2019 Schedule

Day 1 — June 13th

8:00 - 9:00am 

Registration & Breakfast

9:00 - 9:20am 

Opening Remarks (Auditorium)

9:20 - 9:50am

Keynote Presentation: An Audience-Centered Approach to Yale’s Communications— Nate Nickerson, Vice President for Communications (Auditorium)

10:00 - 10:50am 

You Can Do It! Remote Unmoderated User Testing on a Budget —Jenn Nolte (RM 319)

This session will walk through a method for remote unmoderated user testing developed at Yale University Library, using tools that your institution already has or can easily afford.

#stuffacademicssay: Twitter and the Teaching Life — Teresa Chahine, Joanne Freeman, Emily Gordon, Michael Kraus, Fiona Scott Morton, Jason Stanley (Auditorium)

There’s a lively debate on academic Twitter about whether the platform is good or bad for scholars. The many Yale professors who are daily Twitter users would seem to concur that it perpetuates more community than disunity. Do friendly debates, professional banter, shared research, and commiseration about tenure and grading beat trolls, rabbit holes, and the subtler risks of engaging in controversy? A panel of faculty members—all active members of Twitter, with a wide range of viewpoints across their fields and public discourse—will discuss and debate the public engagement, academic usefulness, entertainment value, and potential pitfalls of an academic life online.

Using Digital Signage to Connect Audiences — Mark Albis and Justin Fansler (RM 321)

The School of Medicine has recently overhauled its digital signage application, which is used to display public information about news, events, transportation, video, and research activities to visitors on approximately 20 screens across its campus. This presentation will review our approach, designs, and language used to engage both internal and external audiences and connect them with happenings around the school.

11:00 - 11:50am

Yale Message — Communicating to the right audience — Gloria Hoda, Venkat Reddy, Kim Zaweski and Alejandra Rodriguez (RM 319)

Yale’s Next Generation Network — Michael Blomberg, Jack Rebimbas, Timothy Sheets, Lou Tiseo  (Auditorium)

So You Want to Launch a Podcast? — Amy Kundrat  (RM 321)

Using the Yale SOM podcast Career Conversations, you will learn the basic tools and strategies to launch and promote a podcast.

12:00 - 1:00pm 


1:00 - 1:50pm

Making Websites More Sustainable — Amber Garrard (RM 319)

Do you ever feel like your website contains too much content? Is it overwhelming to navigate or manage? Do you ever want to scrap it and completely reorganize? Learn about how a recent update of the Yale Sustainability website addressed these questions through a process of reassessing organizational priorities, consolidating content, and presenting resources.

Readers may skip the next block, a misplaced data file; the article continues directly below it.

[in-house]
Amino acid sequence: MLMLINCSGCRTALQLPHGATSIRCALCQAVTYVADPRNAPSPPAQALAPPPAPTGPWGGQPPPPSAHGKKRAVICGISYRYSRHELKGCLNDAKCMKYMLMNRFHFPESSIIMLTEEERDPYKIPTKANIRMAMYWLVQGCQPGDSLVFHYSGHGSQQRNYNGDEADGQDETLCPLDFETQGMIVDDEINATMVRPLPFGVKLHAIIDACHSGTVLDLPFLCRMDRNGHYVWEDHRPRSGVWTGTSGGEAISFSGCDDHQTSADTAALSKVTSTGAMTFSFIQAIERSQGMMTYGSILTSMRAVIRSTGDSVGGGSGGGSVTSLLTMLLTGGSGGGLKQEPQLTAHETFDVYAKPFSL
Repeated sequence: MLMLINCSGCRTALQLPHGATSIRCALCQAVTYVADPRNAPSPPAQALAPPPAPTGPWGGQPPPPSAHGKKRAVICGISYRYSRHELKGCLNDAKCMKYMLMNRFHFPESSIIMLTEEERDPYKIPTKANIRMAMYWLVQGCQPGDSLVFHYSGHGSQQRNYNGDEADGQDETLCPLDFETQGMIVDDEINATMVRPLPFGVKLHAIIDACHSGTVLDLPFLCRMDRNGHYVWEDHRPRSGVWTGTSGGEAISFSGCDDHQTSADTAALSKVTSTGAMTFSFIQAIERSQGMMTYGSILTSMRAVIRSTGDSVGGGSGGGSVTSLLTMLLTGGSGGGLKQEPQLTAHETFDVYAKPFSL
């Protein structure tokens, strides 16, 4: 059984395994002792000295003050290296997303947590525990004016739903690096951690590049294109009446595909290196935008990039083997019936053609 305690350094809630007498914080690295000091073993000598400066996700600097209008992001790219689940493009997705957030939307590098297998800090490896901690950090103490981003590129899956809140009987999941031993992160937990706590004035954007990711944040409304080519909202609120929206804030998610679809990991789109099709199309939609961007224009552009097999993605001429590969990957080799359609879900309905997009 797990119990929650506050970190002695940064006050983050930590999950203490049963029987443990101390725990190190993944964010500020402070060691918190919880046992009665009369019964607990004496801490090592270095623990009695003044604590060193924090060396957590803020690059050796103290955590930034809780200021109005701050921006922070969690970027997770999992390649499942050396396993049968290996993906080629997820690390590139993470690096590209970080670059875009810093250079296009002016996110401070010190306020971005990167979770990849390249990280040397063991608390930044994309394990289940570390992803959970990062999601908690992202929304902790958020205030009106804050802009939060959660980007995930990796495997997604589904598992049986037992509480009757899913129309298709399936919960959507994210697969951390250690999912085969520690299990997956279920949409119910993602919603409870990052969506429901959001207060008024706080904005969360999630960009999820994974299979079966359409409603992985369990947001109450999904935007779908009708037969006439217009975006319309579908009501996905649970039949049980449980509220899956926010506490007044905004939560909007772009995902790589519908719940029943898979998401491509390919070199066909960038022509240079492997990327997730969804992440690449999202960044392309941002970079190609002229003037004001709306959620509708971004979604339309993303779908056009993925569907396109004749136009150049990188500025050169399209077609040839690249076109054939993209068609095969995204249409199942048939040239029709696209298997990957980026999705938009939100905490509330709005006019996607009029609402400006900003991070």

Engaging with Your Community — James Tucciarone, Dan Powell, Mike van Emmenes (Auditorium)

Community engagement facilitates communication, interaction, involvement, and exchange within a community. Join us to discover more about the administrative tools that provide insight into the community’s experience and empowers leaders to make informed decisions about the experiences they create.

This session will highlight the following: Relationship Management with Salesforce; Digital Communications with Yale Message; Survey Management with Qualtrics; Calendaring and Event Management with CVENT, CrowdCompass, and Bedework; Reservation and Booking Management with EMS. 

Is my website or Application Slow? — Harry Shyket (RM 321)

You have just launched a new application or website. You put time into the content development, usability, accessibility and it looks great! How well does it perform on the web? Is it going to be slow for the end user? This presentation will take a look into how to analyze a website or application’s performance on the web.

2:00 - 2:50pm

Digitizing the Dissertation Process — Vijayshree Erodula and Deepa Thomas (RM 319)

Learn about the design and progress of digitization of the dissertation process. The design involves consolidation of two applications used by the Graduate School doctoral students to submit their dissertation progress. It also involves transforming the manual to electronic submission of Doctoral Dissertation and eventually submitting the Manuscript to the University Archives.

Digital Trends: New, Now and Next—Mike Connery, SVP Digital Strategy and Planning, Weber Shandwick (Auditorium)

Going Paperless with Dynamic Forms — Jill Bassett (RM 321)

Leveraging dynamic forms on Yale campus to go paperless, while incorporating complex automated functionalities such as workflows and multiple participants to simplify the business process to become more efficient and effective.

3:00 - 4:30pm  

Networking Reception

Day 2 — June 14th

8:00 - 8:50am 

Registration & Breakfast

9:00 - 9:10am

Opening Remarks (Auditorium)

9:10 - 9:50am 

Keynote Presentation: An Ordinary Morning in New Haven: Thoughts on the Virtue of Reality— Michael Morand, Communications Director, Beinecke Rare Book & Manuscript Library (Auditorium)

10:00 - 10:50am

Yalesites: The Nuts and Bolts — Vincent Massaro (RM 319)

This presentation will dive into the aspects of how we manage Yalesites and Drupal at scale, and the past, present, and future of the platform. This talk will touch on the technical and some non-technical aspects of running the platform, and how it works.

Beyond IT: Using JIRA/Confluence for the Editorial Process — Meredith Crawford, Reilly Hartigan, Laurie Toth (Auditorium)